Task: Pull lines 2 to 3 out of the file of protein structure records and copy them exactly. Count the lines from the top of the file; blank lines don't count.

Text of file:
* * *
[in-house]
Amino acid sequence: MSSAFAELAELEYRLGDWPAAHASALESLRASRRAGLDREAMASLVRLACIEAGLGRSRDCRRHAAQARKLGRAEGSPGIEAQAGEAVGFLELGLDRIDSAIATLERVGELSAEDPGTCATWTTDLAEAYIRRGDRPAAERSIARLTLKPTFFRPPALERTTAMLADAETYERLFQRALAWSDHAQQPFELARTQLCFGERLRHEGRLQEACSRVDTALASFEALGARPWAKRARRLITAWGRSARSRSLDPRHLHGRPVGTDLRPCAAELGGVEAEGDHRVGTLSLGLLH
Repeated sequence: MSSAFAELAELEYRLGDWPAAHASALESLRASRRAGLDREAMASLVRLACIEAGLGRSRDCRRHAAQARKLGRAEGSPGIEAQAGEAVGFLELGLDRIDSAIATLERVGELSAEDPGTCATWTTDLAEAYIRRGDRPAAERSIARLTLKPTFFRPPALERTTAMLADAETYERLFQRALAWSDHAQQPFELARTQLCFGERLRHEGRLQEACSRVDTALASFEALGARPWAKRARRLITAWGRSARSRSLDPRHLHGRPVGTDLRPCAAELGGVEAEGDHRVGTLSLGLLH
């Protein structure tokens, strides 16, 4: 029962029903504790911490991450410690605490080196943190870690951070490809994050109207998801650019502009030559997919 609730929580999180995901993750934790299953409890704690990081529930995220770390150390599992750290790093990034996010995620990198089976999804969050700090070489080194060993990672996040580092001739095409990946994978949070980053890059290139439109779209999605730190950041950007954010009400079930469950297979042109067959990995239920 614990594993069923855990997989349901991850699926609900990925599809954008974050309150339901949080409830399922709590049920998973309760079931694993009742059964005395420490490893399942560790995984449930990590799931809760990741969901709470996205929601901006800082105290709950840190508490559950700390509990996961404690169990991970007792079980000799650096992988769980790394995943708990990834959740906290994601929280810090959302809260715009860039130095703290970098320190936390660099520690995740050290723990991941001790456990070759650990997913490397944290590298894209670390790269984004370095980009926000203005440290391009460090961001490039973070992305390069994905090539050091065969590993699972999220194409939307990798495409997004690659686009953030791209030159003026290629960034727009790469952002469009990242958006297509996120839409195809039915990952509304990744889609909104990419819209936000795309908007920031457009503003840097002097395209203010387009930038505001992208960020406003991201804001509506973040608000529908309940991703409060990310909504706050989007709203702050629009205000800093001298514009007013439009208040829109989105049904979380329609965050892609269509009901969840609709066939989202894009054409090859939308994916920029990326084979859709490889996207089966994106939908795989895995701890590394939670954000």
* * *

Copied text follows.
Amino acid sequence: MSSAFAELAELEYRLGDWPAAHASALESLRASRRAGLDREAMASLVRLACIEAGLGRSRDCRRHAAQARKLGRAEGSPGIEAQAGEAVGFLELGLDRIDSAIATLERVGELSAEDPGTCATWTTDLAEAYIRRGDRPAAERSIARLTLKPTFFRPPALERTTAMLADAETYERLFQRALAWSDHAQQPFELARTQLCFGERLRHEGRLQEACSRVDTALASFEALGARPWAKRARRLITAWGRSARSRSLDPRHLHGRPVGTDLRPCAAELGGVEAEGDHRVGTLSLGLLH
Repeated sequence: MSSAFAELAELEYRLGDWPAAHASALESLRASRRAGLDREAMASLVRLACIEAGLGRSRDCRRHAAQARKLGRAEGSPGIEAQAGEAVGFLELGLDRIDSAIATLERVGELSAEDPGTCATWTTDLAEAYIRRGDRPAAERSIARLTLKPTFFRPPALERTTAMLADAETYERLFQRALAWSDHAQQPFELARTQLCFGERLRHEGRLQEACSRVDTALASFEALGARPWAKRARRLITAWGRSARSRSLDPRHLHGRPVGTDLRPCAAELGGVEAEGDHRVGTLSLGLLH